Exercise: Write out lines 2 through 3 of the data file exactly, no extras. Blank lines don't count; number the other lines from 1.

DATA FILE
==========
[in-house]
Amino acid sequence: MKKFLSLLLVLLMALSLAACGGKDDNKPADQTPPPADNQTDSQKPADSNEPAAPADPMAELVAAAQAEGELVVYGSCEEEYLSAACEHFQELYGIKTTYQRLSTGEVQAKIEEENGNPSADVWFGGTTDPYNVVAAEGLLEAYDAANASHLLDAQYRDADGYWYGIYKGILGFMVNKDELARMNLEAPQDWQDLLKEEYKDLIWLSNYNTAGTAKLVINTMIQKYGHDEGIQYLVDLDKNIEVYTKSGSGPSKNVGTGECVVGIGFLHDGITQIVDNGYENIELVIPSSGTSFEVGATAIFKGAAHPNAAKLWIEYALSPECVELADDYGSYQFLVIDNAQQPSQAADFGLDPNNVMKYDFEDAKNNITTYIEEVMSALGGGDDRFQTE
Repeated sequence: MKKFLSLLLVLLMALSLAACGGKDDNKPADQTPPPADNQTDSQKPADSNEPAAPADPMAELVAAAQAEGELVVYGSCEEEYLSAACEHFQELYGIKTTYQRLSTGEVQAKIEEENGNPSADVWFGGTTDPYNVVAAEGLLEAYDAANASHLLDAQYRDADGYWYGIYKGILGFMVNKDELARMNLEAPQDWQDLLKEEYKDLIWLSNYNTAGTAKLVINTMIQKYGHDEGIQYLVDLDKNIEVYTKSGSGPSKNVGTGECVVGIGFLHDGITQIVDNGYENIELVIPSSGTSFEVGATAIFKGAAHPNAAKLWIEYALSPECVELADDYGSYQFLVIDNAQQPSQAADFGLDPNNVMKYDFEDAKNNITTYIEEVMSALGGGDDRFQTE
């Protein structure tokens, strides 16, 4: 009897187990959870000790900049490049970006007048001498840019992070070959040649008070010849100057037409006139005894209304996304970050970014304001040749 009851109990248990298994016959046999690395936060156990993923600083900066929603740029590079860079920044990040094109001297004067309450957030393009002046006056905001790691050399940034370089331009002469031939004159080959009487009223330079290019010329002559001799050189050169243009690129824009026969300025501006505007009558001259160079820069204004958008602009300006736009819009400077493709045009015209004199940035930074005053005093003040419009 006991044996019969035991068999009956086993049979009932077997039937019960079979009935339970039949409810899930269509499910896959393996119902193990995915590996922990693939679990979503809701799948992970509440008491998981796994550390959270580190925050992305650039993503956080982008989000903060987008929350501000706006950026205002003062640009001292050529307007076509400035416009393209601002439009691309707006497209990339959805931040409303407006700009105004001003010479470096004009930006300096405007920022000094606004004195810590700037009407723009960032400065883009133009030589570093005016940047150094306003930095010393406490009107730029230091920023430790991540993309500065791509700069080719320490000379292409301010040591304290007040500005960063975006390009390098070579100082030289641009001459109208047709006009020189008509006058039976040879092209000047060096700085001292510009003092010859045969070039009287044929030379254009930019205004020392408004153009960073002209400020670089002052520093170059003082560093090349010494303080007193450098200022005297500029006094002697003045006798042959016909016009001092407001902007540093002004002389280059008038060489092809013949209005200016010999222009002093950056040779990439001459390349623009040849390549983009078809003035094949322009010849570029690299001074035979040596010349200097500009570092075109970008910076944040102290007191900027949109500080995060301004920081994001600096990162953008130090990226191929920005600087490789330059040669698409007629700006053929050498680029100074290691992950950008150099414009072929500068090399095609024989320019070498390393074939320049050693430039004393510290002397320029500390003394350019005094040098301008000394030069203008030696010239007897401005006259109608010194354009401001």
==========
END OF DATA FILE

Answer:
Amino acid sequence: MKKFLSLLLVLLMALSLAACGGKDDNKPADQTPPPADNQTDSQKPADSNEPAAPADPMAELVAAAQAEGELVVYGSCEEEYLSAACEHFQELYGIKTTYQRLSTGEVQAKIEEENGNPSADVWFGGTTDPYNVVAAEGLLEAYDAANASHLLDAQYRDADGYWYGIYKGILGFMVNKDELARMNLEAPQDWQDLLKEEYKDLIWLSNYNTAGTAKLVINTMIQKYGHDEGIQYLVDLDKNIEVYTKSGSGPSKNVGTGECVVGIGFLHDGITQIVDNGYENIELVIPSSGTSFEVGATAIFKGAAHPNAAKLWIEYALSPECVELADDYGSYQFLVIDNAQQPSQAADFGLDPNNVMKYDFEDAKNNITTYIEEVMSALGGGDDRFQTE
Repeated sequence: MKKFLSLLLVLLMALSLAACGGKDDNKPADQTPPPADNQTDSQKPADSNEPAAPADPMAELVAAAQAEGELVVYGSCEEEYLSAACEHFQELYGIKTTYQRLSTGEVQAKIEEENGNPSADVWFGGTTDPYNVVAAEGLLEAYDAANASHLLDAQYRDADGYWYGIYKGILGFMVNKDELARMNLEAPQDWQDLLKEEYKDLIWLSNYNTAGTAKLVINTMIQKYGHDEGIQYLVDLDKNIEVYTKSGSGPSKNVGTGECVVGIGFLHDGITQIVDNGYENIELVIPSSGTSFEVGATAIFKGAAHPNAAKLWIEYALSPECVELADDYGSYQFLVIDNAQQPSQAADFGLDPNNVMKYDFEDAKNNITTYIEEVMSALGGGDDRFQTE